Over the weekend, The New York Times ran a surprising (at least to me) article about how Idaho has implemented a legal framework that gives employers a great deal of flexibility in an area getting a good deal more publicity of late: Non-compete agreements. (H/T to a post by Suzanne Lucas in Inc. too.)
Back in May, I talked about how data privacy was becoming a bigger issue for companies. Included in that, is the notion that human resources will play a key role in protecting information.
Today comes work of a massive coordinated effort by Chinese hackers to seek personal information on tens of thousands of government workers. …
The New York Times this morning has an article that suggests that non-compete agreements are being used increasingly in a broader array of jobs.
His evidence? Well, the article doesn’t cite that.
Though, to the reporter’s credit, in noting the discussion going on in Massachusetts over legislation…
Over the last few weeks, I’ve been seeing more tweets from human resources types and mainstream reporters using the phrase “wage theft”. Two recent examples? William Tincup (who runs the popular online DriveThruHR show that I appeared on a while ago) recently tweeted:
— William Tincup, SPHR (@williamtincup) April 23, 2014
And The New York Times labor reporter, Steven Greenhouse yesterday tweeted:
NYT Editorial: Wage Theft Across the Board–Sorry to say, wage theft hits low-wage & middle-class workers alike. http://t.co/4xnMqgtyEr
— Steven Greenhouse (@greenhousenyt) April 22, 2014
Yes, even The New York Times Editorial Board is beginning to use the term with surprising carelessness suggesting “law enforcement officials” (a term typically reserved for police officers, not Department of Labor officials) routinely use it.
It’s time for employers to beware this phrase and fight its usage because, in my view, it’s really an attempt to turn something often unintentional, into something nefarious and intentional.
Or as Mandy Patinkin’s character in The Princess Bride said: You keep using that word. I do not think it means what you think it means.
What DO I mean? Well, think of the word, “theft” and most of us think of the intentional taking of something that belongs to someone else. Like your jewelry, or your iPhone. Even your company’s trade secrets.
For those of us that have been practicing for a while, it had seemed that the days of the big settlements for race discrimination cases were behind us.
But the news today is…
In Tuesday’s The New York Times, an article (that, as of Monday evening was one of the lead pieces on the NYTimes.com website) argues that age discrimination continues to exist in society and that it is hitting the baby boomers particularly hard. (Indeed, the article’s tag is “for-laid-off-older-workers-age-bias-is-pervasive”.)
I do not challenge the assertion…
Yesterday, The New York Times — about a gazillion years after this blog and other employment law blogs talked about it ad nauseum — wrote their definitive piece entitled on how “federal regulators” are “ordering employers to scale back policies that limit what employees can say online.”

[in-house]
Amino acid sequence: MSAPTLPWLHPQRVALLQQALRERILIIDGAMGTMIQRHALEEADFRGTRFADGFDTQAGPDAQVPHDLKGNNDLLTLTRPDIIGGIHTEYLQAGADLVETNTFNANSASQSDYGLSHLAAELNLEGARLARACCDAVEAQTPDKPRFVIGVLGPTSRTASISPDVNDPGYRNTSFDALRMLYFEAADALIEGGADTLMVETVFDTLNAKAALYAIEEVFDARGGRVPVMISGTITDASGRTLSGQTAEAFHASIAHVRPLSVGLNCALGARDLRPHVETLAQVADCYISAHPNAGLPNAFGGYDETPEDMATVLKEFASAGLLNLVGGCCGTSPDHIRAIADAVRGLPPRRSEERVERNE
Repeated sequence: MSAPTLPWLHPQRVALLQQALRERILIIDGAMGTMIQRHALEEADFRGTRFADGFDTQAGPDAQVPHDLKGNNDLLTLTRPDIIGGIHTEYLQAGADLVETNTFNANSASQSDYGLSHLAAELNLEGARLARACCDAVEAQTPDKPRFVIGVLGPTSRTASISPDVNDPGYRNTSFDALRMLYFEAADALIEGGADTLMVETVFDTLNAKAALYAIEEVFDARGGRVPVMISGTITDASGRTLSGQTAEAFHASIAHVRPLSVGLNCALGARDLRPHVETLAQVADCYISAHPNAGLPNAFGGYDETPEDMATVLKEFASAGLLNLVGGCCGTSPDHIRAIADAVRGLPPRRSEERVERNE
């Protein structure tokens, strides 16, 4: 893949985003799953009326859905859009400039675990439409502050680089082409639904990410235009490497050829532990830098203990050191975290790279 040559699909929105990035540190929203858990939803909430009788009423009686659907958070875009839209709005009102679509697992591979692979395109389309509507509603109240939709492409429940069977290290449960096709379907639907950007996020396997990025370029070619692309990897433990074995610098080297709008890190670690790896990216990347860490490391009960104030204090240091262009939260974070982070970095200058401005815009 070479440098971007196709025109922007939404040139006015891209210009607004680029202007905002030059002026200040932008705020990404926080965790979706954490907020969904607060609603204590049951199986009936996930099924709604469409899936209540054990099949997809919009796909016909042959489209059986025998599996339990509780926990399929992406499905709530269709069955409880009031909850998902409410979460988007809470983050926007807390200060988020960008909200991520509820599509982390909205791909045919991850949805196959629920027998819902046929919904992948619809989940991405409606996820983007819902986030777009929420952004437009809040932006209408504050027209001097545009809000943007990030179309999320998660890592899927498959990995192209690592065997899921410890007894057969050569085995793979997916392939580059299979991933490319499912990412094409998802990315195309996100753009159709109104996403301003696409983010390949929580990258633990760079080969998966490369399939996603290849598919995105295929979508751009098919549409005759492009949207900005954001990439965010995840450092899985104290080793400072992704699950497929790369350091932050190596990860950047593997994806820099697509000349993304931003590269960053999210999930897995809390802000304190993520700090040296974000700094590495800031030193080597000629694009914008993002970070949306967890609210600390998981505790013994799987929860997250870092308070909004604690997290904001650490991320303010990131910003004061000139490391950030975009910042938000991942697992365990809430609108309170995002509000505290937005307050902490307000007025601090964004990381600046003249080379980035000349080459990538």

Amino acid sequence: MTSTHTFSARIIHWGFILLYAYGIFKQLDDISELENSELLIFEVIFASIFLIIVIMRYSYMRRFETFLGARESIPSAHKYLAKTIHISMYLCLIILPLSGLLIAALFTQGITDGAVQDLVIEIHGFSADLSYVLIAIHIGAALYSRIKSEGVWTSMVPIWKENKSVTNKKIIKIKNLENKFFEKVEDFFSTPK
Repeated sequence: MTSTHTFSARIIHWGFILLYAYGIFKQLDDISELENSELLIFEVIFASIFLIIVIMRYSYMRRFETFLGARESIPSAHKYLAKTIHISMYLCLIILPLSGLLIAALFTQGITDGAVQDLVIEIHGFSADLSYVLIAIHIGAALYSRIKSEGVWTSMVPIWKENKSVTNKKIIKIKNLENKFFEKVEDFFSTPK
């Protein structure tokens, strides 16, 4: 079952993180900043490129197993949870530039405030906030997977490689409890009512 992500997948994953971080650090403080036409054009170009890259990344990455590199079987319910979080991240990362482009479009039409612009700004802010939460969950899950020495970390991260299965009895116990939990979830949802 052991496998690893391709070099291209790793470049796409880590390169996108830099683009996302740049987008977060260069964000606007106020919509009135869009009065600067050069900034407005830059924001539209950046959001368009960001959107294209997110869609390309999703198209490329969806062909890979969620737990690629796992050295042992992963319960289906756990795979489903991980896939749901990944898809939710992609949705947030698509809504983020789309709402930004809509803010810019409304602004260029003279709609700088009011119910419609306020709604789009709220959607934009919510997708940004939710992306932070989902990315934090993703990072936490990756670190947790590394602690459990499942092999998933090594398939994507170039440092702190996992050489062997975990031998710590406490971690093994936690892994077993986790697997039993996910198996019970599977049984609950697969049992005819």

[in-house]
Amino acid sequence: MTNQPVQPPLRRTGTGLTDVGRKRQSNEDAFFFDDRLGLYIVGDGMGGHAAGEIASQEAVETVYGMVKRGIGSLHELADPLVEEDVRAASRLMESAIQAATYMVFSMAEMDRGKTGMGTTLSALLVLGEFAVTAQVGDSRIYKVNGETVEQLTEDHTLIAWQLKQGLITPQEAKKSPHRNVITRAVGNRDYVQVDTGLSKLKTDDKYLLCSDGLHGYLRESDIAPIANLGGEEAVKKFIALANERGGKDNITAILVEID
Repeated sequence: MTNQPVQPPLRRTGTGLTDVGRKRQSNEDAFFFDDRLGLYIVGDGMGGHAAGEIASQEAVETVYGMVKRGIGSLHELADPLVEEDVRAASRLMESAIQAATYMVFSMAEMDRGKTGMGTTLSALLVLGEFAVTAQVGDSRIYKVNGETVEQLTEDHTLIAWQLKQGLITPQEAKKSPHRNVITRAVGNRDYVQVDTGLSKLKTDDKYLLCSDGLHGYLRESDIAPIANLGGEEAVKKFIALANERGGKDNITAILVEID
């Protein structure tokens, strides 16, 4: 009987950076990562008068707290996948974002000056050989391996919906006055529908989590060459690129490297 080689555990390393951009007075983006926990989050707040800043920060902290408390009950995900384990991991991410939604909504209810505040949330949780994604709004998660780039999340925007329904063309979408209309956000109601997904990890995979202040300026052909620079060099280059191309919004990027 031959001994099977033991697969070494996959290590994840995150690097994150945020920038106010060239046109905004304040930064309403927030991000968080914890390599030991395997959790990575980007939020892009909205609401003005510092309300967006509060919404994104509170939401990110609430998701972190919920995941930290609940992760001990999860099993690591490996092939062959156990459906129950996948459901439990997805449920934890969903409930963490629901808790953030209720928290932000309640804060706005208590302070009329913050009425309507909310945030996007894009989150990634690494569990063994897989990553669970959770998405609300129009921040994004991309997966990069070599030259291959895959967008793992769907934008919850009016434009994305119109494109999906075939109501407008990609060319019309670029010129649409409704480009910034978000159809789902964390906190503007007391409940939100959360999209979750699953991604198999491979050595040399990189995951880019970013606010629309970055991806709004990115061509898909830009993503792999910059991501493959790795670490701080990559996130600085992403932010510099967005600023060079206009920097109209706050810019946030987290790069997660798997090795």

Are you scared yet? Hopefully not, because if you’ve been following this blog at all, you know that such pronouncements are misguided and overblown.
That’s not to say that you shouldn’t review your policies to make sure that they are appropriately tailored. And that’s not to say that you shouldn’t exercise caution before firing an employee who just said something about someone at work on Facebook.
But, it is far past the time when we should treat each pronouncement or each article on social media as this huge development that requires employers to change everything time and again.
Social media — like the telephone, fax machine or e-mail before it — is now just another communications tool that is here to stay in one form or another. If you don’t get it yet or look at those who use it with disdain, you’re simply missing out on a tool that can be useful to your employees and to you. The one billion people who use Facebook aren’t suddenly going to wake up tomorrow and decide that its not useful.
Let me give you a real-world example outside the workplace and how I’m convinced that social media is for everyone now.
Back in 2010, at the same time the U.S. Department of Labor was making a big publicity push on its interpretation of rules regarding unpaid interns, the New York Times ran piece noting how employers were skirting the law when it came to internships:
The Labor Department says it is cracking down on firms that
The New York Times loves spotting trends. Here’s the latest: Workplaces are moving from smoke-free to "smoker-free" places, particularly in the health care arena.
I hate to break it to The New York Times, but this is far from new. Indeed, nearly three years ago, I blogged about it, noting "there’s been a lot …
In Monday’s New York Times, there’s a lengthy piece about how companies in the United States are slowly joining cloud computing. The concerns about the use of cloud computing are not new, but companies are still grappling with how to address those concerns:
Now cloud providers are trying to bring these types of flexible services